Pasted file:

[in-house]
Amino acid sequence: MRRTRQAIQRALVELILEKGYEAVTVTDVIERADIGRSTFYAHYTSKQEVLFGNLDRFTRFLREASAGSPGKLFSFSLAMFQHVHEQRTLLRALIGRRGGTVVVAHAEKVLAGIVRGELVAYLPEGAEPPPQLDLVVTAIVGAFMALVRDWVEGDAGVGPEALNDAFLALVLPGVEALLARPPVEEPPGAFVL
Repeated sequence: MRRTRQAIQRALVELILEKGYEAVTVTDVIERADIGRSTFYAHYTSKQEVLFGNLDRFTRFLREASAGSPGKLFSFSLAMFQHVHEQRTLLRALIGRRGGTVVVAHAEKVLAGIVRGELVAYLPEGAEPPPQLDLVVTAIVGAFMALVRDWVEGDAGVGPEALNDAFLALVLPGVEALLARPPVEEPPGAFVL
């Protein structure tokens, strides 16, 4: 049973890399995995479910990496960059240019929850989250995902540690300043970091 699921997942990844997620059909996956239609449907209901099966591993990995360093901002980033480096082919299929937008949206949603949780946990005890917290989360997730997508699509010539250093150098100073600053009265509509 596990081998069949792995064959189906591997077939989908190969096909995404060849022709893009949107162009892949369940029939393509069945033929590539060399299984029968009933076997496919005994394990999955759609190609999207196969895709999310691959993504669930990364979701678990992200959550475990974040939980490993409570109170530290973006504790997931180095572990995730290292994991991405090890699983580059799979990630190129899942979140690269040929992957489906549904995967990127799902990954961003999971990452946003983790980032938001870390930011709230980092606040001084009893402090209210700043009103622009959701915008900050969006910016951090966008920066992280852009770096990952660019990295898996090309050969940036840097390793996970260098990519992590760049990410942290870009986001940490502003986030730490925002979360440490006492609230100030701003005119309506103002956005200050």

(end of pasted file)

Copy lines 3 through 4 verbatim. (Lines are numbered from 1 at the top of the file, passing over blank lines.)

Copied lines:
Repeated sequence: MRRTRQAIQRALVELILEKGYEAVTVTDVIERADIGRSTFYAHYTSKQEVLFGNLDRFTRFLREASAGSPGKLFSFSLAMFQHVHEQRTLLRALIGRRGGTVVVAHAEKVLAGIVRGELVAYLPEGAEPPPQLDLVVTAIVGAFMALVRDWVEGDAGVGPEALNDAFLALVLPGVEALLARPPVEEPPGAFVL
């Protein structure tokens, strides 16, 4: 049973890399995995479910990496960059240019929850989250995902540690300043970091 699921997942990844997620059909996956239609449907209901099966591993990995360093901002980033480096082919299929937008949206949603949780946990005890917290989360997730997508699509010539250093150098100073600053009265509509 596990081998069949792995064959189906591997077939989908190969096909995404060849022709893009949107162009892949369940029939393509069945033929590539060399299984029968009933076997496919005994394990999955759609190609999207196969895709999310691959993504669930990364979701678990992200959550475990974040939980490993409570109170530290973006504790997931180095572990995730290292994991991405090890699983580059799979990630190129899942979140690269040929992957489906549904995967990127799902990954961003999971990452946003983790980032938001870390930011709230980092606040001084009893402090209210700043009103622009959701915008900050969006910016951090966008920066992280852009770096990952660019990295898996090309050969940036840097390793996970260098990519992590760049990410942290870009986001940490502003986030730490925002979360440490006492609230100030701003005119309506103002956005200050």